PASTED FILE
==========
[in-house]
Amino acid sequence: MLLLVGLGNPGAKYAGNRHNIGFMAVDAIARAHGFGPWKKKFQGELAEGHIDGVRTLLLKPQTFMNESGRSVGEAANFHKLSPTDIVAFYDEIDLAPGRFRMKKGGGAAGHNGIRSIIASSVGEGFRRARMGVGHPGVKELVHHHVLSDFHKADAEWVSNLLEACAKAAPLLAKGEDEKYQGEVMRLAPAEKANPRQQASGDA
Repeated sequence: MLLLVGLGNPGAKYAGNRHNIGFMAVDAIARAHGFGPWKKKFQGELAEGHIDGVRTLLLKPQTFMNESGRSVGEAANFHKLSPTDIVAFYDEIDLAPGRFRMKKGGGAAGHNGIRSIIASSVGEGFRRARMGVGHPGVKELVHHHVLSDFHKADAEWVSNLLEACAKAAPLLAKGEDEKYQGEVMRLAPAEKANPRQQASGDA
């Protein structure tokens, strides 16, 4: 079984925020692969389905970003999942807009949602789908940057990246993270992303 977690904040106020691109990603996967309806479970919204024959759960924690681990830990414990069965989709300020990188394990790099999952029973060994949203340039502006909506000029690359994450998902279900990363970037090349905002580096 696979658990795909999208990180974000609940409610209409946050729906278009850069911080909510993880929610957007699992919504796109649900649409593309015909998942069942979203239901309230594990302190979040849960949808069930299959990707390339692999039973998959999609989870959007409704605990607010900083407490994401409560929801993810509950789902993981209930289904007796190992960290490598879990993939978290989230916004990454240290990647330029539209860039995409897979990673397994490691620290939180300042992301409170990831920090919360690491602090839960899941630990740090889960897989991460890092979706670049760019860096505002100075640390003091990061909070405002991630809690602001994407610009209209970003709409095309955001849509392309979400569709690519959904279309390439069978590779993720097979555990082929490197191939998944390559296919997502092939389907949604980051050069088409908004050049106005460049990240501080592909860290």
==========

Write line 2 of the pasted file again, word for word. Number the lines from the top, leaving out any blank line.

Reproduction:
Amino acid sequence: MLLLVGLGNPGAKYAGNRHNIGFMAVDAIARAHGFGPWKKKFQGELAEGHIDGVRTLLLKPQTFMNESGRSVGEAANFHKLSPTDIVAFYDEIDLAPGRFRMKKGGGAAGHNGIRSIIASSVGEGFRRARMGVGHPGVKELVHHHVLSDFHKADAEWVSNLLEACAKAAPLLAKGEDEKYQGEVMRLAPAEKANPRQQASGDA